WHEN U.S. District Judge Edward Korman ruled last month that the government had to allow unrestricted, over-the-counter access to the emergency contraceptive Plan B, it seemed as though the Obama administration had stumbled its way out of a political quandary. Scientists say that the drug is safe for over-the-counter sale; in fact, the judge noted, it would be among the safest of over-the-counter drugs. But many parents — President Obama included, by his own account — are queasy about children being allowed to buy emergency contraceptives without oversight. The court forced the government to act on evidence, not queasiness.
Or maybe not. On Tuesday, the Food and Drug Administration (FDA) announced that the latest version of Plan B will still be subject to age restrictions. Girls younger than 15 will have to get a prescription to buy a one-pill dose of the drug. This is contrary to the spirit of Judge Korman’s decision, even if the FDA can argue that it follows the letter of the law, since his ruling applies only to an earlier, two-dose version of the drug. On Wednesday, the Justice Department gave notice that it would appeal the judge’s decision, an effort that could make the FDA’s 15-year-old age limit the least restrictive rule on the books for any form of emergency contraception.
The Obama administration’s previous rules barred over-the-counter sales of any version of Plan B to anyone younger than 17. Despite evidence of the drug’s safety, concern over making it available to 11- or 12-year-old girls — almost none of whom are sexually active — was the pretext to deny access to older teenagers, nearly half of whom have sex by age 17. Lowering the minimum age to 15 is an improvement.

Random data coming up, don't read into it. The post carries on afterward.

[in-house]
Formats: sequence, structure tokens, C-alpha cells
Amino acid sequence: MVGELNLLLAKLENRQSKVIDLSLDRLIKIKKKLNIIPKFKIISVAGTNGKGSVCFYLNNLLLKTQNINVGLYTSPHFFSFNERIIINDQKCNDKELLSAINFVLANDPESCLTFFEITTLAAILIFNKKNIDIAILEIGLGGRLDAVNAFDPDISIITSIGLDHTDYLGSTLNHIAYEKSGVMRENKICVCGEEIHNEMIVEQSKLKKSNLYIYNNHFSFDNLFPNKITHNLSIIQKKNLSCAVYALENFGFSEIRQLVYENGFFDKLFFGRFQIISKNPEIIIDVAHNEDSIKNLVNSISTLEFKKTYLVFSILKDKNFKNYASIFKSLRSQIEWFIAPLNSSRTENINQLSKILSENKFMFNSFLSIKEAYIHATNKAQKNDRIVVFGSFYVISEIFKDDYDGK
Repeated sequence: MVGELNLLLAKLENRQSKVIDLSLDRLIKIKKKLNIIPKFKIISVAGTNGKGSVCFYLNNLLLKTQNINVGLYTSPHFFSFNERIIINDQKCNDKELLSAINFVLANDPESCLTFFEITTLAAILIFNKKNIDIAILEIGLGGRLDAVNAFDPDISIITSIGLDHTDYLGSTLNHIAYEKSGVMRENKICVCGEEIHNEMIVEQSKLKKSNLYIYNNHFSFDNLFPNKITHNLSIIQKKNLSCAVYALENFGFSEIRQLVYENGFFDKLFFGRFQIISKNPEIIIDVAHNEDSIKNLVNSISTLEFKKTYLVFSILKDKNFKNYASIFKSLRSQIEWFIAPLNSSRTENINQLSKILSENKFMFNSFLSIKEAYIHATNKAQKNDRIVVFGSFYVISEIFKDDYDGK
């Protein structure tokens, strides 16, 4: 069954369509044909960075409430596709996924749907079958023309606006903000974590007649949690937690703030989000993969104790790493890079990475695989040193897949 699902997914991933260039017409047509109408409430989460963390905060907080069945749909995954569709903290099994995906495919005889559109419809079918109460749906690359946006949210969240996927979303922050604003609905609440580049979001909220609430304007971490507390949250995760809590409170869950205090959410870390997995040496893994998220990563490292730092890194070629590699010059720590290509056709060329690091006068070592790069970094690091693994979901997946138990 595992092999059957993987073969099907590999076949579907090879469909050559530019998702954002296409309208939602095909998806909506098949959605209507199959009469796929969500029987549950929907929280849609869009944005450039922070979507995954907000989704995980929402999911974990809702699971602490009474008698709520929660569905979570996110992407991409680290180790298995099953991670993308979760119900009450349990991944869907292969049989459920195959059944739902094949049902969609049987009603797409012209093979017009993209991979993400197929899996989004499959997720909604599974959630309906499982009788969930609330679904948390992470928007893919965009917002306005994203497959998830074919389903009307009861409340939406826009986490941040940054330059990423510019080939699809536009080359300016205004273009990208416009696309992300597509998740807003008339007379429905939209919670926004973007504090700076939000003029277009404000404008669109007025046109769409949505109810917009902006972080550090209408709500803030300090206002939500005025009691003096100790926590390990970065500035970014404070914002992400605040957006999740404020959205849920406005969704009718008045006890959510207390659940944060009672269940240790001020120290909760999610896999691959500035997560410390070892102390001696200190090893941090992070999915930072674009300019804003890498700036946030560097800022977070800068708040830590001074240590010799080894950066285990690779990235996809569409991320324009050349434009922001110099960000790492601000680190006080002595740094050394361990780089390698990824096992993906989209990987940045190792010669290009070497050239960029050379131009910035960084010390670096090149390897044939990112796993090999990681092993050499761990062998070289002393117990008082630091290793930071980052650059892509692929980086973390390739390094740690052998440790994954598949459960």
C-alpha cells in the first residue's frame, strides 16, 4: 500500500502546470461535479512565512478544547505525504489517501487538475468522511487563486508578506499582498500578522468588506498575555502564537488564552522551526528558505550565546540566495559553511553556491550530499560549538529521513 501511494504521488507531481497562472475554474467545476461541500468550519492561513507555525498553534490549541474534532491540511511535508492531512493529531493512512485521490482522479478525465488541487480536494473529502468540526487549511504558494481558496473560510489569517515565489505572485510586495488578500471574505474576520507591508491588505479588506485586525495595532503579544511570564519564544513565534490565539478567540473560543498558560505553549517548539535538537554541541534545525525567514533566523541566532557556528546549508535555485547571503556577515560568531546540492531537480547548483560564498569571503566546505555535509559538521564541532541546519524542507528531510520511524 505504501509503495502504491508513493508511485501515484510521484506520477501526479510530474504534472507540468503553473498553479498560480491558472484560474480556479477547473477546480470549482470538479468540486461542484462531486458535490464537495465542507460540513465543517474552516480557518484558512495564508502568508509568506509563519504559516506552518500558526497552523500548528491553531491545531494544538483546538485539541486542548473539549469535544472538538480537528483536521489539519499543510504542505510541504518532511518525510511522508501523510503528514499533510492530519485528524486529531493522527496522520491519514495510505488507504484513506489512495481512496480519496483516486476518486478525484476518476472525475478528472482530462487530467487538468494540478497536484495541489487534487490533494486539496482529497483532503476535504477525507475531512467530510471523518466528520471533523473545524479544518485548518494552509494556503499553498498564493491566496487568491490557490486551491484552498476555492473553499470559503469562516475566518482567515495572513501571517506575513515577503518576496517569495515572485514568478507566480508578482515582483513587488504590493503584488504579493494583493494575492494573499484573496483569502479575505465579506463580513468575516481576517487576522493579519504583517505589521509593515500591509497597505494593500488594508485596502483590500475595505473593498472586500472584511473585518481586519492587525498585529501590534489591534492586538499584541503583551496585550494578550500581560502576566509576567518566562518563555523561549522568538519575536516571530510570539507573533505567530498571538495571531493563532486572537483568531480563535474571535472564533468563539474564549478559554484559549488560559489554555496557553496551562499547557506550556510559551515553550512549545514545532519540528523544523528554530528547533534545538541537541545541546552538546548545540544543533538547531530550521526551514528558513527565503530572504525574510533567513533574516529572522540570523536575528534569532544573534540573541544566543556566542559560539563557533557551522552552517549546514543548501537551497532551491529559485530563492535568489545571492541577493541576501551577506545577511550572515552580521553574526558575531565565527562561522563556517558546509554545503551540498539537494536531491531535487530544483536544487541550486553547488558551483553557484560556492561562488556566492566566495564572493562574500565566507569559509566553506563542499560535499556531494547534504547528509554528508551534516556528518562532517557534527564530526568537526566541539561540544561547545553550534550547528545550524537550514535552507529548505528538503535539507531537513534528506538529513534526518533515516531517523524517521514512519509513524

But it still leaves the FDA with a position inconsistent with the judgment of its scientific experts, who recommended unrestricted access. The Obama administration’s unprecedented decision to override those experts, Judge Korman wrote, was “arbitrary, capricious, and unreasonable.”
We don’t mean to belittle Mr. Obama’s queasiness or the concerns of other parents. If Congress and the president want to consider whether the sale of emergency contraceptives to young teenagers has unique moral implications that demand special government restrictions, they should have that debate.
Some have suggested, though without evidence, that the availability of contraception used after sexual intercourse might encourage girls to have unprotected sex or might subject them to pressure to do so. We think the greater danger lies in discouraging desperate teens from using this safe contraception. Balancing those dangers is Congress’s job — not the FDA’s.